Analysis & Opinion

Tomorrow Calling – but will broadcasters and operators pick up?

Stella Medlicott, CMO of Red Bee Media

Stella Medlicott, CMO of Red Bee Media

Broadcasters and TV operators take note: consumers are tired of clunky user interfaces, weary of digital rights issues, and willing to run into the arms of a big technology company like Apple or Google if these problems are not resolved, and fast.

That is the outcome of a year-long project by UK asset management specialists Red Bee Media, which has been gazing into its crystal ball for the past 12 months (actually, running think tanks, roundtables and consumer polls) to find out what the TV industry will look like by the conclusion of this decade.

I spoke to Stella Medlicott, Chief Marketing Officer for Red Bee Media, during the IBC trade show which ran last month, to discuss the study’s most significant findings, and what broadcasters and TV operators can do if they are to avoid becoming yesterday’s men.

But first – why did Red Bee Media spend so much time and energy on the Tomorrow Calling programme?

“We started this project a year ago, and the reason that I initiated the project was that after I joined Red Bee Media I spent a lot of time talking to our customers about the challenges that they are facing, and obviously the senior people that I was talking to were saying that the challenge they have is anticipating what the future is going to be,” says Ms. Medlicott.

“We took this information away and we thought it through and we came up with the programme of Tomorrow Calling, which we have used for our own purposes, to drive our own product strategy, and work out where we need to invest in new product services, and also acquisitions of organisations that we wish to make as well, in order to position ourselves optimally.

“But in addition to that, we also wanted to share it with our existing and prospective customers, and as we have ran each phase of the project (starting with technology, then consumer behaviour, and finally looked at changing business models), we had a series of events, think tanks, and roundtable events, in which we invited people to come and discuss the challenges of the future, and use the research that we had done in the build-up to that as the basis for these discussions.”

After interviewing a series of people from technology companies, broadcasters and CE firms for the first phase of the project, then hosting a roundtable event with around 100 people watching on a webcast which centred around where technology trends are taking the industry, Stella realised that the project were generating more questions than answers.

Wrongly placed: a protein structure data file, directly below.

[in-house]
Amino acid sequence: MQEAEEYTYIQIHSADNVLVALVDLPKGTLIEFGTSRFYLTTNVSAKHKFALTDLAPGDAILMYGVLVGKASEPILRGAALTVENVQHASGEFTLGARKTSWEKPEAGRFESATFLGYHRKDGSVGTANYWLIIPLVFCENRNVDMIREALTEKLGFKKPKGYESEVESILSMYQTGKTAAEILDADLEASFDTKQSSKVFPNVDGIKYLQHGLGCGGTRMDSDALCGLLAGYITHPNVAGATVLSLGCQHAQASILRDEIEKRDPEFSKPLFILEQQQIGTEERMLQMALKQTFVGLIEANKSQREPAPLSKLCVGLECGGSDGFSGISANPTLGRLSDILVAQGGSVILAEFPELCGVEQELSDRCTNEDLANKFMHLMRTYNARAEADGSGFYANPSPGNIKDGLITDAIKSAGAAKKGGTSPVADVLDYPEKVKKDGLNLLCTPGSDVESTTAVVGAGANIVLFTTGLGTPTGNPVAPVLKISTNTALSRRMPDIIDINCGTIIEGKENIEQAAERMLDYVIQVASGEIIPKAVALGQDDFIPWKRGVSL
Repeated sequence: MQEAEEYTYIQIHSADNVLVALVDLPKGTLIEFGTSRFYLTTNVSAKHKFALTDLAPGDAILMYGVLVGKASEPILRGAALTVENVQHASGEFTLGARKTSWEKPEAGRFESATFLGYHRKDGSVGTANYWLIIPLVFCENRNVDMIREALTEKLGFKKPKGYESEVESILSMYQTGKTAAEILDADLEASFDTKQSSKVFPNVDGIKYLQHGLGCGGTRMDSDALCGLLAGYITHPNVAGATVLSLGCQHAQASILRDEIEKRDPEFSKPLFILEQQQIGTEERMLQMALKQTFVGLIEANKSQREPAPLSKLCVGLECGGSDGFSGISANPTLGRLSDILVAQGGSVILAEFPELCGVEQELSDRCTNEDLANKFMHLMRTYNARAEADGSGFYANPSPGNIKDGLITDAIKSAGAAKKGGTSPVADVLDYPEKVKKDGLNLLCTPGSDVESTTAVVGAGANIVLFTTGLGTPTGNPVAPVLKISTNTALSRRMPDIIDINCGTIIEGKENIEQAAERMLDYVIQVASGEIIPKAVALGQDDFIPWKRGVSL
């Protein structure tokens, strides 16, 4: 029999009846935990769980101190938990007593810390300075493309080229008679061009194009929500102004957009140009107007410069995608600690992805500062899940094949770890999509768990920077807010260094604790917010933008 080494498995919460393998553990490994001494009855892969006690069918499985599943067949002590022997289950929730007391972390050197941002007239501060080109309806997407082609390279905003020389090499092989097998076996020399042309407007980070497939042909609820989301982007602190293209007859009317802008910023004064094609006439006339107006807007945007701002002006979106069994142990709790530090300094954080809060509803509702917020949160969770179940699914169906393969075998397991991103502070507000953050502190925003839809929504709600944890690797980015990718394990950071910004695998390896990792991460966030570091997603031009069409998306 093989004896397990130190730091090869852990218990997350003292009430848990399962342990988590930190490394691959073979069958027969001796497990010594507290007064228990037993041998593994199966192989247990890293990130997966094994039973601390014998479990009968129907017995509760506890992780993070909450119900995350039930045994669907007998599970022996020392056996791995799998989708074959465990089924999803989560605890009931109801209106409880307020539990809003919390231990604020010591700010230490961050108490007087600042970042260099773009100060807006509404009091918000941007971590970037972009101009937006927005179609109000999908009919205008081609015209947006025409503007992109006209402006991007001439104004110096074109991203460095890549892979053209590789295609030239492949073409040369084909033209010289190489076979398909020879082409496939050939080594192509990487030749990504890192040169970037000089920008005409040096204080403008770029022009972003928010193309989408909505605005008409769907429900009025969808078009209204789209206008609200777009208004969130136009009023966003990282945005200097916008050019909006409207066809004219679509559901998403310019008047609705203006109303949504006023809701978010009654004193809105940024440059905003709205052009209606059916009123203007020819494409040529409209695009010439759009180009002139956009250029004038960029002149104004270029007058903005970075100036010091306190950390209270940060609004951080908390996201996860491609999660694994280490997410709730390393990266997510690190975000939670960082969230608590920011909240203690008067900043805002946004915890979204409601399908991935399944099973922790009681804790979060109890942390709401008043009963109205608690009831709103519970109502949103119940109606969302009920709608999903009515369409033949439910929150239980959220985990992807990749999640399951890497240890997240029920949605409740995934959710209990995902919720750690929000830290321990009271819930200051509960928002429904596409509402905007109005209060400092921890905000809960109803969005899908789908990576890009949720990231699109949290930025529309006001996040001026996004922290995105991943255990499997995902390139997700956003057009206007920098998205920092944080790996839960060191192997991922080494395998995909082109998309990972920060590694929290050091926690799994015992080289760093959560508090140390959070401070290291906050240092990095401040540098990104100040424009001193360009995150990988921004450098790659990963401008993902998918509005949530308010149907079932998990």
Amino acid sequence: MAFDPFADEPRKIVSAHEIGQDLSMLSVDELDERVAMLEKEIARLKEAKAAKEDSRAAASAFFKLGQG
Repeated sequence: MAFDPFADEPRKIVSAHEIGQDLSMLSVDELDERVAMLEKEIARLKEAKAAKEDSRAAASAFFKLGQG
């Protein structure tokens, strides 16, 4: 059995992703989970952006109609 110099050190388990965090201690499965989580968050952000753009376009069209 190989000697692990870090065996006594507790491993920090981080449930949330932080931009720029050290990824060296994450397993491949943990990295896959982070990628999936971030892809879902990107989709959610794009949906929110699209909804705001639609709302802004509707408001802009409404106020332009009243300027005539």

As she puts it, “We can see all the technology is moving ahead, and we are not really embracing a lot of the technology, but what is it that consumers want?”

Back to the drawing board

So a second phase was devised to understand the challenges, the frustrations that consumers have today with how they receive and view content, and they were also quizzed on how they want to be viewing content in the future.

This phase was done through a number of in-home surveys as well as online surveys, and Red Bee Media pulled all of that data together, and then debated it as part of a panel debate in November 2011.

Then the final phase was done last March, says Stella: “We understand that technology is changing, we understand that consumers are frustrated with the way that they get TV today – that was one of the big themes that came out of the second phase, as they couldn’t find the content they wanted to watch, they got frustrated with a lot of the restrictions around content rights: as devices proliferate and they are able to get hold of a lot more content, there is a huge frustration building between consumer demand and the industry.

“So we wanted to look at how the industry thinks this is panning out, what does the industry think we need to do, and what will the industry models look like in 2020. For example, how is the pay-TV model going to change in 2020, how is the advertising model going to change, what is going to happen to the existing broadcasters, what is going to happen to the existing platforms, who are the competitors that are coming in.”

Rise of the machine (companies)

One very significant finding that came out of this stage of the study was that consumers trust the big technology brands, and often the big retail brands as well, to be able to deliver TV content to them: they think that Apple can do anything, and Google are great aggregators so they can do anything, so why can’t they deliver my TV content to me?

“When we interviewed people within the industry, that came through as their biggest threat – the digital gatekeepers are the biggest uncertainty, the biggest unknown facing existing players, in that they are uncertain what role these gatekeepers are going to play.

“What we found in our consumers surveys is that the amount of content is so prolific that they are missing programmes, they are missing the start of programmes, and that started to really flow out as one of the themes, so we started to get into how consumers decide what they want to watch, how do they make their decisions – is it around channels, or genres etc.

“We then compared it to how they use Amazon and social media tools to drive their selection. The theme that has come through is that it is a mix of things, people need a lot of things to make their decisions, whether that is social recommendations, or curated recommendations, or automatic ones.

“What really came out is that frustration is very much around the fact that you can’t even search for content a lot of the time, it is integrating together the fact that you can find content and then make sure that you don’t forget about it, set your PVR to record etc. The whole area of second screen, and what second screen devices can do, has really come through as one of the main themes here.”

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